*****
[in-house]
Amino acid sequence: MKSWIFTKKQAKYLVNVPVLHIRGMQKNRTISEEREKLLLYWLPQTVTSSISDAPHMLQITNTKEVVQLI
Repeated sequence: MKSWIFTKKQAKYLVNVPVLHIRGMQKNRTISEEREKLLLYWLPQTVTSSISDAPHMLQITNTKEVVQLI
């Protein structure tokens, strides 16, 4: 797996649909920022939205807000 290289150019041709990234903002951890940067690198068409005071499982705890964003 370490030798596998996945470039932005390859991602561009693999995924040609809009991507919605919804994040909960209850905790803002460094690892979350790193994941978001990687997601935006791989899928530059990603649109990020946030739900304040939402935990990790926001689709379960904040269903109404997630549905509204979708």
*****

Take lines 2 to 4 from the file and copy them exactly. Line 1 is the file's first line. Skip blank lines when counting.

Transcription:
Amino acid sequence: MKSWIFTKKQAKYLVNVPVLHIRGMQKNRTISEEREKLLLYWLPQTVTSSISDAPHMLQITNTKEVVQLI
Repeated sequence: MKSWIFTKKQAKYLVNVPVLHIRGMQKNRTISEEREKLLLYWLPQTVTSSISDAPHMLQITNTKEVVQLI
């Protein structure tokens, strides 16, 4: 797996649909920022939205807000 290289150019041709990234903002951890940067690198068409005071499982705890964003 370490030798596998996945470039932005390859991602561009693999995924040609809009991507919605919804994040909960209850905790803002460094690892979350790193994941978001990687997601935006791989899928530059990603649109990020946030739900304040939402935990990790926001689709379960904040269903109404997630549905509204979708």